“We believe Jellysmack offers the best tech stack available in the creator economy, and the acquisition of AMA will further strengthen our core product to better serve our creator partners,” Michael Philippe, Jellysmack’s co-founder and co-CEO, said in a statement.
Founded in 2019 by Mateo Price, Chicago-based AMA claims to use proprietary data and technology to help YouTubers increase their revenue and viewership. The company says it has generated millions of dollars in incremental revenue for its creators—including popular YouTubers Jesser, Ali Abdaal and Dylan Lemay, among others—who collectively have 60 million subscribers. As part of the deal, Price will join Jellysmack as director of YouTube development.
In addition to enhancing its creator program, Jellysmack said AMA’s platform will help with its catalog licensing business, as well. In January, the company announced it would spend $500 million to license the monetization rights to YouTube creators’ back catalogs. The business of YouTube catalogs as lucrative assets has quickly gained ground, with L.A.-based Spotter also offering upfront payments to license YouTubers’ libraries.
Founded in 2016, New York-based Jellysmack’s most recent funding round, announced in May 2021, was led by Japanese investment giant SoftBank. While the startup did not disclose the size of the investment, PitchBook data indicates that Jellysmack raised $950 million at a $3 billion valuation. (A company spokesperson would only disclose the startup’s valuation as over $1 billion.) Jellysmack claims its managed content generates 10 billion global monthly video views and reaches 125 million unique U.S. users. Its roster of creators includes YouTubers like MrBeast, PewDiePie and Karina Garcia.
The AMA deal is Jellysmack’s second-ever acquisition, following the November purchase of A.I. video editing technology company Kamua.
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Fintech startup Superjoi, which lets fans fund creators’ content projects, has raised $2.5 million in pre-seed funding.
Superjoi raised the funding from fintech-focused investors including Ascension Ventures, QED Investors, Systema VC, Tomahawk and Modern Venture Partners. The round also included participation from senior leadership at e-commerce platform Shopify, fintech firm Revolut and Los Angeles-based live-in accelerator Launch House.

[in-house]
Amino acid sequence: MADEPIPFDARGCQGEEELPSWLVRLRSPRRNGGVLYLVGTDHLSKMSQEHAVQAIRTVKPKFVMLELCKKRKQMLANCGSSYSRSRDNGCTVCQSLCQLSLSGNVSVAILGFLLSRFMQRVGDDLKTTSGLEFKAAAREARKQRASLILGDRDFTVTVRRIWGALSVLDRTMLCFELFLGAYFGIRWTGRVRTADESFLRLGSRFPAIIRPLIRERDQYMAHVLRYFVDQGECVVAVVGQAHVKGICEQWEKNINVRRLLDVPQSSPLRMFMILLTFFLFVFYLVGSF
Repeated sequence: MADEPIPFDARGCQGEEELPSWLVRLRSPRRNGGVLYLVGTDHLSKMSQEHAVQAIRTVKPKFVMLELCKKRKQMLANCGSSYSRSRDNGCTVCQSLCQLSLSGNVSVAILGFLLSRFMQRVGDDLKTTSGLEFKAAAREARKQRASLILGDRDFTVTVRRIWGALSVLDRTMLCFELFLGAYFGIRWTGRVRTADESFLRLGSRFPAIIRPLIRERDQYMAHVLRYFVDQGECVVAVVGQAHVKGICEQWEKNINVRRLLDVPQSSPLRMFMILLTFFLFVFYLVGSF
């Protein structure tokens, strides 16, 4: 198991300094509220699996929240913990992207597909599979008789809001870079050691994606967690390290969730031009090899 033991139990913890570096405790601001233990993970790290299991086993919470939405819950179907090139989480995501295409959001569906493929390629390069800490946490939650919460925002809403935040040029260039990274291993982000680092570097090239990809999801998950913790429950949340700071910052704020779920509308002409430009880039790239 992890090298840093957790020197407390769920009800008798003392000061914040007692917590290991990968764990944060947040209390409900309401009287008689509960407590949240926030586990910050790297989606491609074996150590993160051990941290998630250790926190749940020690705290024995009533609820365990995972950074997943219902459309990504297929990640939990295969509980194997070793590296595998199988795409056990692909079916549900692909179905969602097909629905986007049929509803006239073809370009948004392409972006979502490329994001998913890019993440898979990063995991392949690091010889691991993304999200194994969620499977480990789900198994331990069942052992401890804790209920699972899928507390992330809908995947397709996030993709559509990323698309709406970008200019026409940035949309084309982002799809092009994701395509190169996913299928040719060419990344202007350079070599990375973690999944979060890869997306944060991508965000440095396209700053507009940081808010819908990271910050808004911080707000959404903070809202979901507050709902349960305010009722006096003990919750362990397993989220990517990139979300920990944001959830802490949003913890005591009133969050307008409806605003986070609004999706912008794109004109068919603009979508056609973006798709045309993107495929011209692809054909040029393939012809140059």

Based in West Hollywood, Superjoi’s platform allows creators to run Kickstarter-like campaigns to raise capital for projects, while giving fans the chance to suggest ideas for new content. Creators can also reward fans who chip in by giving them event tickets, merchandise or a personal video call. Later this year, Superjoi plans to help fans reap financial rewards, too—such as a share of advertising revenues generated from projects that they backed.
A screenshot from Superjoi's platform.
Major online platforms like Facebook and YouTube have increasingly monetized the relationship between creators and fans, targeting users with ads and sharing some of the revenues with creators. But Superjoi’s founders contend that fans have been completely cut out of the equation despite driving creators’ successes. In September, the startup began building a platform that would give fans a share of the financial upside, co-founder and CEO Chris Knight told dot.LA.
“Superjoi, as we position it, is liquidity with love,” Knight said. “The reason why we call it that is, for somebody who's creative, there's no better funding source for their creativity than the people who love them—and that’s their fans.”
Knight learned a lot about what he calls “superfans” after helping to build Fantom, a fan-focused smartwatch launched with England’s Manchester City Football Club. The Premier League team consults its fans on decisions relating to its stadium and sponsorships, he noted. “I see huge opportunities in the future for creators to actually have a deeper engagement with their audience and actually mobilize their audience to a new level,” Knight said.
From left: Superjoi co-founders Chris Knight, Piotr Wolanski and Soren Creutzburg Courtesy of Superjoi
Fans will initially fund projects on Superjoi by buying “supercoins,” an in-platform currency that is worth $1 each. While supercoins are not technically crypto tokens at this stage, the startup envisions letting fans invest in creators, earn a financial return and receive ownership in their content based on tokenization. Superjoi collects a 10% cut of a creator’s fundraising goal.
The platform plans to launch in mid-May with about 25 U.S.-based creators with larger audiences, and will onboard more creators on a waitlisted basis, Knight said. A full public launch is expected later this summer.
Superjoi, which has 14 employees, plans to use the new funds on growing its team, acquiring creators and marketing the platform.